Auntie Doris’s Great Works of Art #14 “The Embarkation of the Queen of Sheba” by Claude Lorraine Kelly – 1648


When I was packing my case to go away with my Raymond he always used to get impatient and say something like “Come on lass, we’re off for a couple of nights in Withernsea, it’s not  the embarkation of the Queen of ruddy Sheba!”

Obviously, I knew that, I wasn’t going to travel for days across the Red Sea to Jerusalem to pay tribute to and probably have carnal relations with King Solomon, I was going to be driven down the B1362 for about three quarters of an hour to maybe see a singer in the clubhouse, and listen to my Raymond’s snores echoing around the caravan all night.

But still, a woman has to pack enough stuff to last her the weekend, doesn’t she.

Of course, the queen of Sheba had a bit more packing than most. She was the ruddy queen for heaven’s sake, you couldn’t expect her to make one pair of tights last all weekend, and not be able to swap her shoes for a comfy pair of slippers at the end of the day. The queen of Sheba would have had a selection of slippers to choose from, and most of them would probably have had pompoms on them.

Besides, I wasn’t just packing for myself, I needed to take his ruddy slippers an’all, otherwise, he would have had a face on all weekend, and I couldn’t be doing with putting up with him with one of his faces on. And we would both need our pac-a-macs in case it rained, and I would need my rain mate to protect my hair, and if it rained heavily we would both need wellington boots. There was a lot to think about. Even if it didn’t rain. It might have. You never know.

And the Queen of Sheba wasn’t just packing for one either. She had her retinue to think about. Retinues don’t live on fresh air you know. They have to be fed and watered and have a change of clothes every now and then, or they start to stink. King Solomon would not have been impressed by a woman with a stinky retinue. Those sorts of people never are.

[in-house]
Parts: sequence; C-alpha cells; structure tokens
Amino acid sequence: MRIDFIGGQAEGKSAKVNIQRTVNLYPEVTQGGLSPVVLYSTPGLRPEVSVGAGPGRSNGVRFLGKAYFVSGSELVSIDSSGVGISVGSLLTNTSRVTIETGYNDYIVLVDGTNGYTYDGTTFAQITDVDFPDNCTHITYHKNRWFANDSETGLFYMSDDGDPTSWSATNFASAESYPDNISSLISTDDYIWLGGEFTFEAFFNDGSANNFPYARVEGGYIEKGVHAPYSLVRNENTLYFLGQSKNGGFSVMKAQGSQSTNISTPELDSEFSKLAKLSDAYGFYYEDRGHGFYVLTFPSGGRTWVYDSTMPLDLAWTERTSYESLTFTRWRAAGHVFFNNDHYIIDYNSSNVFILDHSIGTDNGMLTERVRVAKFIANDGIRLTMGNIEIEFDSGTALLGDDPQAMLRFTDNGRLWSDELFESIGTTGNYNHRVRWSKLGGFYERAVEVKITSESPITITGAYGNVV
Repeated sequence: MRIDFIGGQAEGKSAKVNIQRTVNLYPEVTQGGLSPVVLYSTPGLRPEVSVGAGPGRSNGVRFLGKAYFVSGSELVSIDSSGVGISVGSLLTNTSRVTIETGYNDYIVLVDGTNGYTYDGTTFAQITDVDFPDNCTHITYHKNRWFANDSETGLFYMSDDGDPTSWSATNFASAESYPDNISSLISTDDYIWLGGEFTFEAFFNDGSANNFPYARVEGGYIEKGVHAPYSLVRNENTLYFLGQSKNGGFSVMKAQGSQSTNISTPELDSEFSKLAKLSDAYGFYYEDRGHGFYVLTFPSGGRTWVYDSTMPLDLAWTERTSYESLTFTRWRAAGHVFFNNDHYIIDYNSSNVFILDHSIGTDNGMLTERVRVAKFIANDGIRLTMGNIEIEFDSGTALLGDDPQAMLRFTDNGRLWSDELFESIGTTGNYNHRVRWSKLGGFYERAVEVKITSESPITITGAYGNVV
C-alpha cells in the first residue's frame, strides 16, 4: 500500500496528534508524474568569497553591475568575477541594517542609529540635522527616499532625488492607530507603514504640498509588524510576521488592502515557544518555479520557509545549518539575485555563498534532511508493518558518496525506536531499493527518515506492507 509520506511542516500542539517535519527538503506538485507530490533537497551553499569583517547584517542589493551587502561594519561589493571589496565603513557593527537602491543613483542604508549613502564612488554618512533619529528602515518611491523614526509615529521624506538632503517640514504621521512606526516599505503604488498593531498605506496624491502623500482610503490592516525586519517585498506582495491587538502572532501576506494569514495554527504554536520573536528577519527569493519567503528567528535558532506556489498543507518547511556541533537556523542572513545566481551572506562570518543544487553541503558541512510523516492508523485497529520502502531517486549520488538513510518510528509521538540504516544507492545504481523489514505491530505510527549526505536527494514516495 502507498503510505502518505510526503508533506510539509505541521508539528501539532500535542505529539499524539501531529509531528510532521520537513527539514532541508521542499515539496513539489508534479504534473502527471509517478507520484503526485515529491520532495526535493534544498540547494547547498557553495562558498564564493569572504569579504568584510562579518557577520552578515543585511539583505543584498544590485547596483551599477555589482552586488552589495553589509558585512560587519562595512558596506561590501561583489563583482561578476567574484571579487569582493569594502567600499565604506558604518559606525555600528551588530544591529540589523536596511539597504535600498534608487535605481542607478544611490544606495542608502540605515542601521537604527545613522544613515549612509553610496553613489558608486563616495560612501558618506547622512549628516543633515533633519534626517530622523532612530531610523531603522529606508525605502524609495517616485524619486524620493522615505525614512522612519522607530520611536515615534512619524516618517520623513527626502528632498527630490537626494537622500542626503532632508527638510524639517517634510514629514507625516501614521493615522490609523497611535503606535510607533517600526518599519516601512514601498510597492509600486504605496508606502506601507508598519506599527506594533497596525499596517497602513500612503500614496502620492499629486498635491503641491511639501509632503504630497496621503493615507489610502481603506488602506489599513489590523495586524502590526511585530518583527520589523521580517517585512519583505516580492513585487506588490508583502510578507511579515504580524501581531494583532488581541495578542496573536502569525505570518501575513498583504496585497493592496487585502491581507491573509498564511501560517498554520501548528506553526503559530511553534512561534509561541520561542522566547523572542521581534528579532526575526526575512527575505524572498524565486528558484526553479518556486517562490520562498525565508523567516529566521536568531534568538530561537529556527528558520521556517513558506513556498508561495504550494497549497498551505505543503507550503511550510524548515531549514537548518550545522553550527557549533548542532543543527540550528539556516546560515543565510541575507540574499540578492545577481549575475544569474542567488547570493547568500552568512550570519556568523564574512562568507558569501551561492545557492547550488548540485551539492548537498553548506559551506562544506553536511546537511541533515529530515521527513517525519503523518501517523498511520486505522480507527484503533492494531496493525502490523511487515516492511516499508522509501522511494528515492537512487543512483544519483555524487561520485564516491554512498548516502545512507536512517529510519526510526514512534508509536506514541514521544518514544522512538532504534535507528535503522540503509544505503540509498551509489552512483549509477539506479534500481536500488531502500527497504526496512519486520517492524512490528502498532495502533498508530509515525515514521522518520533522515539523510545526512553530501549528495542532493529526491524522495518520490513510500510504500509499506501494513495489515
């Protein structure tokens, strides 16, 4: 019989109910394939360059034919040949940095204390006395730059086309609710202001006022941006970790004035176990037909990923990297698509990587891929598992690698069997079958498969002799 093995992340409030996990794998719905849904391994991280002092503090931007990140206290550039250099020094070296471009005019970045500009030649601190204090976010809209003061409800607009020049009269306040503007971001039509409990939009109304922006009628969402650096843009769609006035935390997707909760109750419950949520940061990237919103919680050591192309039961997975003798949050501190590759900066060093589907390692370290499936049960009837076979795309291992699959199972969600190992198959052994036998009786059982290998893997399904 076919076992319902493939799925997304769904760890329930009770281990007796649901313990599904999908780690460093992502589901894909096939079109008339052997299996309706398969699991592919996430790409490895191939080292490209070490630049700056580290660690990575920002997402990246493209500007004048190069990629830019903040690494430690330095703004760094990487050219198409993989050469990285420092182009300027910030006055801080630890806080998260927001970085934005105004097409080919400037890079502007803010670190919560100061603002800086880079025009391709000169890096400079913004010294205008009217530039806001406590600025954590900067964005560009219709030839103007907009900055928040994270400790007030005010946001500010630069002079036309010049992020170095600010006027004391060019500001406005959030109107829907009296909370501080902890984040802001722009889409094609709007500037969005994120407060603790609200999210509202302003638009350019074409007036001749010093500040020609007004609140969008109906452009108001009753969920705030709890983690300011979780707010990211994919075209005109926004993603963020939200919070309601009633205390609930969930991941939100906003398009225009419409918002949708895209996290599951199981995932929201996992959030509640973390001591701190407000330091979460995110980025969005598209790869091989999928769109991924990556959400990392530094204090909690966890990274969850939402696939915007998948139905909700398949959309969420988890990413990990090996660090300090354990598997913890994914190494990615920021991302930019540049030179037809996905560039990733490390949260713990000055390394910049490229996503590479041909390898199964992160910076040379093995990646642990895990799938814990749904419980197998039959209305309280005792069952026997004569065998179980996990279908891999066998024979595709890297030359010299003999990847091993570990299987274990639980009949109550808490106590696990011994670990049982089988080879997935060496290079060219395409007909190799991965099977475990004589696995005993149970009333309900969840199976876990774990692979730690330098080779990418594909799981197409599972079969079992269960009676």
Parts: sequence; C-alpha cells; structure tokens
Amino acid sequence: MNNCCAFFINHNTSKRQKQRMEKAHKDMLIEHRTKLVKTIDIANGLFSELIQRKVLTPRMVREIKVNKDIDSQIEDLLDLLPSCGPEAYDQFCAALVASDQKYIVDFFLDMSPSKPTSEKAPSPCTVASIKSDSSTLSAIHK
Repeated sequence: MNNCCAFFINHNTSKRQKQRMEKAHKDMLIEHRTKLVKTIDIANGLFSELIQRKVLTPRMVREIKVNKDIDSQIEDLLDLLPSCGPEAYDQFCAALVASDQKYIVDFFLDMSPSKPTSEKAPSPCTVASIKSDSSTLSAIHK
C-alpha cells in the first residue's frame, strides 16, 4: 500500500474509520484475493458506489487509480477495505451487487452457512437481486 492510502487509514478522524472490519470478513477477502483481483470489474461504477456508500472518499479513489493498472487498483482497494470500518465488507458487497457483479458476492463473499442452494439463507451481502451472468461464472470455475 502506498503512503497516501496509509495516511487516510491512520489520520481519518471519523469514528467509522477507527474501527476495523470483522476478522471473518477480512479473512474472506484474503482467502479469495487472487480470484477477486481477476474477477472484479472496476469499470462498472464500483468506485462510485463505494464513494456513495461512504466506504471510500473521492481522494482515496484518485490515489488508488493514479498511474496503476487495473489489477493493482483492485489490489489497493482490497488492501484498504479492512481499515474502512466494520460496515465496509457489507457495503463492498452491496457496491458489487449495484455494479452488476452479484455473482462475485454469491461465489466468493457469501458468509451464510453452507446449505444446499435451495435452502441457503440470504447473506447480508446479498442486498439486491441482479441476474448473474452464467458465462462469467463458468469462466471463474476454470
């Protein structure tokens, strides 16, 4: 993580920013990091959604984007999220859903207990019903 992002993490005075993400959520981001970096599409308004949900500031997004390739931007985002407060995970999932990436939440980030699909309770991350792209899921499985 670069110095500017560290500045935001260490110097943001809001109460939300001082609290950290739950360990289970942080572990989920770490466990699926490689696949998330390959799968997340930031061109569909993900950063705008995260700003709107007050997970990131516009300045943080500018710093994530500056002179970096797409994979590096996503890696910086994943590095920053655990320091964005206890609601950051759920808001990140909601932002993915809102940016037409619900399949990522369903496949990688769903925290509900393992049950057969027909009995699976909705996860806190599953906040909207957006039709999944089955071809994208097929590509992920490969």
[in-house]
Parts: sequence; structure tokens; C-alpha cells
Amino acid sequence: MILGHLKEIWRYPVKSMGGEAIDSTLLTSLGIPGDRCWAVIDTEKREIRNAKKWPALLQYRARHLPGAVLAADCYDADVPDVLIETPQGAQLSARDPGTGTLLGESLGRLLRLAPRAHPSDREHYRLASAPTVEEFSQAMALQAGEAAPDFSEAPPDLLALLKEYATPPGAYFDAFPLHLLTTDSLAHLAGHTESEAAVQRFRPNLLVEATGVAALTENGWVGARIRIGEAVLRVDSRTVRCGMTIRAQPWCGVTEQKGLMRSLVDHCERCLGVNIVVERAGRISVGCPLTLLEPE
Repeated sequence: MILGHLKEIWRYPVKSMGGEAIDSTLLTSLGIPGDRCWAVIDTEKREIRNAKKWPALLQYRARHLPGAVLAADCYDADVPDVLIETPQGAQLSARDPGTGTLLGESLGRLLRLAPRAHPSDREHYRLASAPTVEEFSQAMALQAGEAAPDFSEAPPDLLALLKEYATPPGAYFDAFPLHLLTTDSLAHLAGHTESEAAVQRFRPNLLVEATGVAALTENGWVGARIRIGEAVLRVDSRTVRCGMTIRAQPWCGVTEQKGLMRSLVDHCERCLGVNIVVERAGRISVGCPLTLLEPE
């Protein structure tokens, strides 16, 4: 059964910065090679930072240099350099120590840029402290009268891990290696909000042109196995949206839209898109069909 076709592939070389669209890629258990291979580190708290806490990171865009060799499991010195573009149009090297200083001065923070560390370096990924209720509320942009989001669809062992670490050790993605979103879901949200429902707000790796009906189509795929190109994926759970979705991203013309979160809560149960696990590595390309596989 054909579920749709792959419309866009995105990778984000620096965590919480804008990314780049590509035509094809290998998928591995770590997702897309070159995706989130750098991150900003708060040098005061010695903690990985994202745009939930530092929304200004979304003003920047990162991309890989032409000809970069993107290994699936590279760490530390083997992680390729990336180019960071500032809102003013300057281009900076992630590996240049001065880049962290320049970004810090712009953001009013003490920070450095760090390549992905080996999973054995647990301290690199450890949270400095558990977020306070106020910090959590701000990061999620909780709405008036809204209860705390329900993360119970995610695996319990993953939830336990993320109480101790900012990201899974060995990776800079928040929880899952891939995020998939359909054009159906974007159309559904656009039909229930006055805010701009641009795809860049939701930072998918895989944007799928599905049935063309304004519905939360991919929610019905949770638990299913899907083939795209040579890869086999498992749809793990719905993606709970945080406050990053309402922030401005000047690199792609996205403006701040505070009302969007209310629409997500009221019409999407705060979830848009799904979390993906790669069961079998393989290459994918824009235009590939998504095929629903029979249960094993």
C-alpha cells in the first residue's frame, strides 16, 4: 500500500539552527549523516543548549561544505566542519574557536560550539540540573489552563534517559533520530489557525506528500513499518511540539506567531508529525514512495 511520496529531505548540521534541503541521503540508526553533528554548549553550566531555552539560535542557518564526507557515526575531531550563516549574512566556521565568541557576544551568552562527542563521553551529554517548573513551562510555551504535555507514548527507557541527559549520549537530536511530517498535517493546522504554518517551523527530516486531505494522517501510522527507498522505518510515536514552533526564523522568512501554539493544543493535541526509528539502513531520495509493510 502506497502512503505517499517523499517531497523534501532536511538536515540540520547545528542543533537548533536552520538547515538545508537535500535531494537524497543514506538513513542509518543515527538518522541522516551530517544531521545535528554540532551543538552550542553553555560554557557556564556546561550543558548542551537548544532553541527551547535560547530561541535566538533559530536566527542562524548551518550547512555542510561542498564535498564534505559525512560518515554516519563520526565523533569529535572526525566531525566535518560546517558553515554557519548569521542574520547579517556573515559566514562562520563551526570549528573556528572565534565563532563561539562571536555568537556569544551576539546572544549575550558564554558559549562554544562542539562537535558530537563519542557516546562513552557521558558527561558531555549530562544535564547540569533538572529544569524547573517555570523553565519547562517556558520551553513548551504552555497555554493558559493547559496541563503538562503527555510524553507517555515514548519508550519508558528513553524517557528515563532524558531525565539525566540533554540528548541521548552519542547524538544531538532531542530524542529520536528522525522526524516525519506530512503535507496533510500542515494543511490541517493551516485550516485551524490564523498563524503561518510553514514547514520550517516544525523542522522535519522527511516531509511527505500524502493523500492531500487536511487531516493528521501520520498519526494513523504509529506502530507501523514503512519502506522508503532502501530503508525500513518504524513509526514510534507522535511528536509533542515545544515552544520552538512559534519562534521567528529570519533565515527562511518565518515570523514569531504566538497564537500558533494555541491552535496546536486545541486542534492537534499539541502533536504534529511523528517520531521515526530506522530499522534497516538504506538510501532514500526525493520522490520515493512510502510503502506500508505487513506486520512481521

And besides all that she had to pack some presents for King Solomon, she decided on gold, unguent oils, spices and precious stones. Apparently she took plenty of them an’all, which is why Lorraine painted them loading a treasure chest into one of the boats which is already full of parcels of stuff, and there are a fair few golden pots on the quayside as well. We never had any treasure chests or golden pots at Withernsea. But I did try and brighten the place up a bit with a pot dog and a plaster of Paris ornament of the lighthouse.

Of course, when she arrived in Jerusalem, the famous composer Handel had written a special piece of music to welcome her, so there was a bit of a fuss at that end as well. I was lucky if my Raymond put the ruddy kettle on when we arrived at that ruddy caravan. So I don’t know how he could have compared me to the Queen of Sheba. He was no ruddy King Solomon. But neither of us really liked a fuss. So I suppose he was alright for me.

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